Steve Clarke insists his Scotland side can shock Spain on Tuesday but says they will need to be patient and have the right mindset.
The Tartan Army will welcome the former world champions to Hampden in their second European Championship qualifier following on from their 3-0 victory over Cyprus on Saturday.
Clarke says his players have the belief they can get a result in the southside of Glasgow and have shown in the past that they are capable.
He said: “We want to be competitive against the top teams. We’re trying to push the players to get better. The more you play against top opposition, the better you should get.
“We’ve shown in the past that we’re capable of getting results against good teams. That’s what we have to do again tomorrow night.
“I go into every game thinking I’m going to win, I’ve done that since I was 17. Every single game.”
Scotland have lost just one their last 17 home games so they go into the game in good form, but Clarke knows Spain will offer something different from their previous opponents.
He said: “Cyprus on Saturday was a different proposition,”.
“We had more attacking opportunities than maybe we will get tomorrow night but when we get attacking opportunities against Spain we have to capitalise on them
“In every game you have to be organised out of possession, even against Cyprus we knew that if they have a threat it was probably on the counter-attack so you have to be well balanced behind your attacks.
“You don’t want to over commit, certainly early in the game and against Spain you know that if you over commit you run the risk of being picked off.
“So we have to be good and patient without the ball but we also have to be very positive when we have the ball.
“We have to be ready to be out of possession a little bit more than we were at the weekend, where we dominated possession.
“It might be a little bit different in this game but it is important to stay patient and capitalise at the right moment.
“Obviously going into the Cyprus game we worked quite a lot on attacking play and attacking patterns and quite a lot of that came through against Cyprus.
“The last couple of days have been a bit more defensive. Maybe not so much on the pitch but more in the meeting room – defensive, to control the game and make sure we are good without the ball.”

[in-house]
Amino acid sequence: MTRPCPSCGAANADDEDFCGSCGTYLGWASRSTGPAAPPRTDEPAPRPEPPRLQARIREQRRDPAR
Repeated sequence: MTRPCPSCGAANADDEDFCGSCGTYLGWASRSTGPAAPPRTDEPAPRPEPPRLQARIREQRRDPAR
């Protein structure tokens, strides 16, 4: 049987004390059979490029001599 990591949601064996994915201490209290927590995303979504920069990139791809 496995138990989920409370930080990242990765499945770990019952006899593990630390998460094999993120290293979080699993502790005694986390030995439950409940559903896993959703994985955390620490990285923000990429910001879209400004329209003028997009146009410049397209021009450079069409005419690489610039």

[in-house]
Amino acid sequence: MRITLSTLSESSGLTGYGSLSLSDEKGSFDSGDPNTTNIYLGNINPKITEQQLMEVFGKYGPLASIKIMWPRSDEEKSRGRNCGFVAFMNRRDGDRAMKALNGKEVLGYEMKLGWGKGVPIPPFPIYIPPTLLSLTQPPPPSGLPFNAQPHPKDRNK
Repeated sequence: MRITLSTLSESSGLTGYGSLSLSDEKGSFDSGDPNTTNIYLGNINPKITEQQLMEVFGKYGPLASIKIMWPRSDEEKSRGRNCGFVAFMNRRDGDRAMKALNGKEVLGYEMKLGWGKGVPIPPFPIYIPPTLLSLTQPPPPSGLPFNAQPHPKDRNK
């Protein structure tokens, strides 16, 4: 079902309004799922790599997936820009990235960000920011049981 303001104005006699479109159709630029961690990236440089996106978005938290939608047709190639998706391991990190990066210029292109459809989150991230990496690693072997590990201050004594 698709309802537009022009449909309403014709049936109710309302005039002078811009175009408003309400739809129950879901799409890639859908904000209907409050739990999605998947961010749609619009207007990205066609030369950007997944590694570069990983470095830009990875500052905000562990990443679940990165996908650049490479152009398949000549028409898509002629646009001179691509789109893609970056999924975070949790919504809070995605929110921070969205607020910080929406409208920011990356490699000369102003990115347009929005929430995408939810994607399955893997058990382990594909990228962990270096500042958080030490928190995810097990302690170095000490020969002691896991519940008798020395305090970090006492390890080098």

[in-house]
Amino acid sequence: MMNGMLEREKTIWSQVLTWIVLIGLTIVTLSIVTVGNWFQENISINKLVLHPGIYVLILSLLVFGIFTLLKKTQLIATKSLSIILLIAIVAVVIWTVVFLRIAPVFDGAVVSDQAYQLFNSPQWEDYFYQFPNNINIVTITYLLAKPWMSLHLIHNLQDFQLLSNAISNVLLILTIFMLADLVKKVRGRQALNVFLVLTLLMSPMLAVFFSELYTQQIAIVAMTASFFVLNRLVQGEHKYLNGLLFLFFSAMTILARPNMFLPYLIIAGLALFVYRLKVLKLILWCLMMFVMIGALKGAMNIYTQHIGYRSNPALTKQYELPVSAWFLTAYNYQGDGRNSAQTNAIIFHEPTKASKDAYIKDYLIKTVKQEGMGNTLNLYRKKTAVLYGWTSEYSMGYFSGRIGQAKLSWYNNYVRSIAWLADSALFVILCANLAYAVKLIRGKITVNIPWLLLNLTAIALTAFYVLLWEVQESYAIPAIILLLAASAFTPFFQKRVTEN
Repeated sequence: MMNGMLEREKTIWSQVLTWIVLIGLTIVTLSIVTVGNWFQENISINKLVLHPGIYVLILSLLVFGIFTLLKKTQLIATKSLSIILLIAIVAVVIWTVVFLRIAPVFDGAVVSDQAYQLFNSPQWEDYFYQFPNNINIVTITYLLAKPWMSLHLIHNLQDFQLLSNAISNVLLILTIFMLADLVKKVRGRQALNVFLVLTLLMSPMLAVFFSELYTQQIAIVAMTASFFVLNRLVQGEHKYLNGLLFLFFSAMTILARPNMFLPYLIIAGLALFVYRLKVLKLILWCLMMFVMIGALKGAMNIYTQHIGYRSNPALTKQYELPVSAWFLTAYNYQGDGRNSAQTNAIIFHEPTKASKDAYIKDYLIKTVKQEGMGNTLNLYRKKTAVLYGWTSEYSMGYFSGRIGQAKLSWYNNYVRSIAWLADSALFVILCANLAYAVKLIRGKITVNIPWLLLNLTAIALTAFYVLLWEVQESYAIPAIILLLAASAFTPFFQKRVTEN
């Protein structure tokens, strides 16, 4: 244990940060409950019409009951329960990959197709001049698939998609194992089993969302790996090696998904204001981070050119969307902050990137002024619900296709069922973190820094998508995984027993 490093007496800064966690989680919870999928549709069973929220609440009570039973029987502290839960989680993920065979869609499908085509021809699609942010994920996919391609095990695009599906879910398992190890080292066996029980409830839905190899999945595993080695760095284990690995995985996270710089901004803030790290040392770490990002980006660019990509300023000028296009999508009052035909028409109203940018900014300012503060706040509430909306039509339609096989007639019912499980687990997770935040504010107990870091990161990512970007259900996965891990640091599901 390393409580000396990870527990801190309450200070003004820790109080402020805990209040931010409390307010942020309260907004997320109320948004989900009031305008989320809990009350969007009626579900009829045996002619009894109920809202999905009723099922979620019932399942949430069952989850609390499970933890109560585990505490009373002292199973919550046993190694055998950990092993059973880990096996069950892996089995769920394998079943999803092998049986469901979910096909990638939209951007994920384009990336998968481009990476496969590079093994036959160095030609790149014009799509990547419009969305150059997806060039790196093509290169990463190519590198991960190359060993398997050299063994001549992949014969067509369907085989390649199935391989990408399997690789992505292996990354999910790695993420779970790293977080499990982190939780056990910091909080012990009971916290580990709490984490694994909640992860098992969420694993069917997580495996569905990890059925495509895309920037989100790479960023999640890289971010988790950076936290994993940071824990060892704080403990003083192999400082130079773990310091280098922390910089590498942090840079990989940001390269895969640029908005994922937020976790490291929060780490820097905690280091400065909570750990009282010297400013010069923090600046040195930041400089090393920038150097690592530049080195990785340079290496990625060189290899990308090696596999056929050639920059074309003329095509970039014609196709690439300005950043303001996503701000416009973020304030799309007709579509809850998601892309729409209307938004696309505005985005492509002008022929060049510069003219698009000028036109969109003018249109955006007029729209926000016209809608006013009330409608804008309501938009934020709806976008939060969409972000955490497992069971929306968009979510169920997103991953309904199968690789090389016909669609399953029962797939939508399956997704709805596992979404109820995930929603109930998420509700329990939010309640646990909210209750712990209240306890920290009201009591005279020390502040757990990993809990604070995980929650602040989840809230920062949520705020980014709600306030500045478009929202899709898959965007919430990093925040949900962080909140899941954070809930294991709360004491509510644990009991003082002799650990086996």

Clarke believes taking on Spain is exactly the type of challenge he wants Scotland to get accustomed to in the future.
The former Scotland defender revealed his own positive outlook as he said: “We want to be competitive against the top teams.
“We got promotion to the Nations League A so in that group we are going to come up against three top quality teams and we have taken England as a friendly (later in year).
“So we are trying to push the players to be better and the more you play against top quality opposition, the better you should get.
“We have shown in the past that we are capable of getting results against good teams and that’s what we have to do again tomorrow night.
“I go into every game thinking I am going to win and I have done that since I was 17. Every single game.
“I don’t think you can be professional going into a game thinking you are going to lose.
“We know we have to be disciplined, organised, and play very well. Spain have to slightly under-perform but if that happens then we can get a positive result.
“I enjoy the challenge. If we are competitive and get the balance of luck on the night then you can get something from the game”.
Clarke played down the fact that Spain are entering a new cycle under Luis de la Fuente.
The 61-year-old came in after a decade with Spain’s youth team following a disappointing World Cup campaign for La Roja in Qatar.
Clarke said: “When one team goes over the top the next team comes in.
“The new coach, Luis de la Fuente, understands the system, understands the method.
“They have changed quite a lot of players from the World Cup but all the players are still quality players, they understand the system and how they want to play.
“I watched the game against Norway the other night and the team looked pretty similar in terms of what they did.
“They are a possession-based team. There have players who can hurt you in the final defensive third. So we have to be organised and structured”.
Spain also got off to a winning start by defeating Norway by the same margin in their Group A opener.
Georgia complete the five-team group with the top two sides at end of eight games qualifying directly for the tournament in Germany in 2024.
However, even if Scotland finish outside the top two they will have a second chance after securing a play-off place with their performances in the Nations League.